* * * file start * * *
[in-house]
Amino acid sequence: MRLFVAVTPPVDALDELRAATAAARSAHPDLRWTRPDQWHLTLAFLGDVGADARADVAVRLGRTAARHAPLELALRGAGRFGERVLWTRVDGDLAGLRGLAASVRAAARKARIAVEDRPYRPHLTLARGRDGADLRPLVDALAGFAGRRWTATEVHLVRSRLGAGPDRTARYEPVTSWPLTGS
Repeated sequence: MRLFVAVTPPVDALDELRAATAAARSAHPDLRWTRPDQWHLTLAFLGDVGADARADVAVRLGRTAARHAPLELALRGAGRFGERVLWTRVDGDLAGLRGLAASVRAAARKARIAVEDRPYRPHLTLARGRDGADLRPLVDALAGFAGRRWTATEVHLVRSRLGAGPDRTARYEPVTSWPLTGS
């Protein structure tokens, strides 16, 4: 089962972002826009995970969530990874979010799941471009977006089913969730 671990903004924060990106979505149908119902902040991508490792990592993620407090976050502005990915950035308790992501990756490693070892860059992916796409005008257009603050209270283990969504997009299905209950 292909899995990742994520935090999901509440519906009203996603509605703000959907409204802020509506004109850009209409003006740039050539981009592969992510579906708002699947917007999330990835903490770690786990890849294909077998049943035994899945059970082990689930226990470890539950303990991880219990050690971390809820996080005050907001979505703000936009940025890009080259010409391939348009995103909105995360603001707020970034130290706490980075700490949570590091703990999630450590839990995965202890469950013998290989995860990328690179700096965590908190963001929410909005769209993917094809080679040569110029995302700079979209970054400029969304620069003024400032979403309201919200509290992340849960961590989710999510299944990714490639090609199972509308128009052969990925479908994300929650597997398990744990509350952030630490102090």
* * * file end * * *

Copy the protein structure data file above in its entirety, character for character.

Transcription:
[in-house]
Amino acid sequence: MRLFVAVTPPVDALDELRAATAAARSAHPDLRWTRPDQWHLTLAFLGDVGADARADVAVRLGRTAARHAPLELALRGAGRFGERVLWTRVDGDLAGLRGLAASVRAAARKARIAVEDRPYRPHLTLARGRDGADLRPLVDALAGFAGRRWTATEVHLVRSRLGAGPDRTARYEPVTSWPLTGS
Repeated sequence: MRLFVAVTPPVDALDELRAATAAARSAHPDLRWTRPDQWHLTLAFLGDVGADARADVAVRLGRTAARHAPLELALRGAGRFGERVLWTRVDGDLAGLRGLAASVRAAARKARIAVEDRPYRPHLTLARGRDGADLRPLVDALAGFAGRRWTATEVHLVRSRLGAGPDRTARYEPVTSWPLTGS
């Protein structure tokens, strides 16, 4: 089962972002826009995970969530990874979010799941471009977006089913969730 671990903004924060990106979505149908119902902040991508490792990592993620407090976050502005990915950035308790992501990756490693070892860059992916796409005008257009603050209270283990969504997009299905209950 292909899995990742994520935090999901509440519906009203996603509605703000959907409204802020509506004109850009209409003006740039050539981009592969992510579906708002699947917007999330990835903490770690786990890849294909077998049943035994899945059970082990689930226990470890539950303990991880219990050690971390809820996080005050907001979505703000936009940025890009080259010409391939348009995103909105995360603001707020970034130290706490980075700490949570590091703990999630450590839990995965202890469950013998290989995860990328690179700096965590908190963001929410909005769209993917094809080679040569110029995302700079979209970054400029969304620069003024400032979403309201919200509290992340849960961590989710999510299944990714490639090609199972509308128009052969990925479908994300929650597997398990744990509350952030630490102090």